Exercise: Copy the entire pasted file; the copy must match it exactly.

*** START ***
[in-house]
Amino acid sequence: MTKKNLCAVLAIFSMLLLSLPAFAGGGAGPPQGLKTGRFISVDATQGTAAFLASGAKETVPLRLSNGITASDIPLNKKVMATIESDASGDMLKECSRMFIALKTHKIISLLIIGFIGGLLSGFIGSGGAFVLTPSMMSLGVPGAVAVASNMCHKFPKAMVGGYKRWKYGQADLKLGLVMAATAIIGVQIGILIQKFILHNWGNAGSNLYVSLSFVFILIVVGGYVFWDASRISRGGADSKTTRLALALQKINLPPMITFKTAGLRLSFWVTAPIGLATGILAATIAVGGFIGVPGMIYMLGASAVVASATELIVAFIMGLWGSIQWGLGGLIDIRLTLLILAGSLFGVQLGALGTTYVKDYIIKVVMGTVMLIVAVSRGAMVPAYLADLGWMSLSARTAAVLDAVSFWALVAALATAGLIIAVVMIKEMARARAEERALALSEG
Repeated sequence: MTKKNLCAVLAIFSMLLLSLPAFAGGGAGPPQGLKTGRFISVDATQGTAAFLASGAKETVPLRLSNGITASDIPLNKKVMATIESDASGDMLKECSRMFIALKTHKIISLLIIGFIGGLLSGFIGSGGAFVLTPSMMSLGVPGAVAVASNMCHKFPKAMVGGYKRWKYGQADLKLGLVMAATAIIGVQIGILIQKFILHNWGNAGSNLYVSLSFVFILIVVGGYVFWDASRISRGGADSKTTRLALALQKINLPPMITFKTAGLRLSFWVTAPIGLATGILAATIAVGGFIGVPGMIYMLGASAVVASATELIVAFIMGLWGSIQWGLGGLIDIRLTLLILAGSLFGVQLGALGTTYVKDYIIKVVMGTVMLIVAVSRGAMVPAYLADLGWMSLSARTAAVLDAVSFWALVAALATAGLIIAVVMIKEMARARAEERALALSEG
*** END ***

[in-house]
Amino acid sequence: MTKKNLCAVLAIFSMLLLSLPAFAGGGAGPPQGLKTGRFISVDATQGTAAFLASGAKETVPLRLSNGITASDIPLNKKVMATIESDASGDMLKECSRMFIALKTHKIISLLIIGFIGGLLSGFIGSGGAFVLTPSMMSLGVPGAVAVASNMCHKFPKAMVGGYKRWKYGQADLKLGLVMAATAIIGVQIGILIQKFILHNWGNAGSNLYVSLSFVFILIVVGGYVFWDASRISRGGADSKTTRLALALQKINLPPMITFKTAGLRLSFWVTAPIGLATGILAATIAVGGFIGVPGMIYMLGASAVVASATELIVAFIMGLWGSIQWGLGGLIDIRLTLLILAGSLFGVQLGALGTTYVKDYIIKVVMGTVMLIVAVSRGAMVPAYLADLGWMSLSARTAAVLDAVSFWALVAALATAGLIIAVVMIKEMARARAEERALALSEG
Repeated sequence: MTKKNLCAVLAIFSMLLLSLPAFAGGGAGPPQGLKTGRFISVDATQGTAAFLASGAKETVPLRLSNGITASDIPLNKKVMATIESDASGDMLKECSRMFIALKTHKIISLLIIGFIGGLLSGFIGSGGAFVLTPSMMSLGVPGAVAVASNMCHKFPKAMVGGYKRWKYGQADLKLGLVMAATAIIGVQIGILIQKFILHNWGNAGSNLYVSLSFVFILIVVGGYVFWDASRISRGGADSKTTRLALALQKINLPPMITFKTAGLRLSFWVTAPIGLATGILAATIAVGGFIGVPGMIYMLGASAVVASATELIVAFIMGLWGSIQWGLGGLIDIRLTLLILAGSLFGVQLGALGTTYVKDYIIKVVMGTVMLIVAVSRGAMVPAYLADLGWMSLSARTAAVLDAVSFWALVAALATAGLIIAVVMIKEMARARAEERALALSEG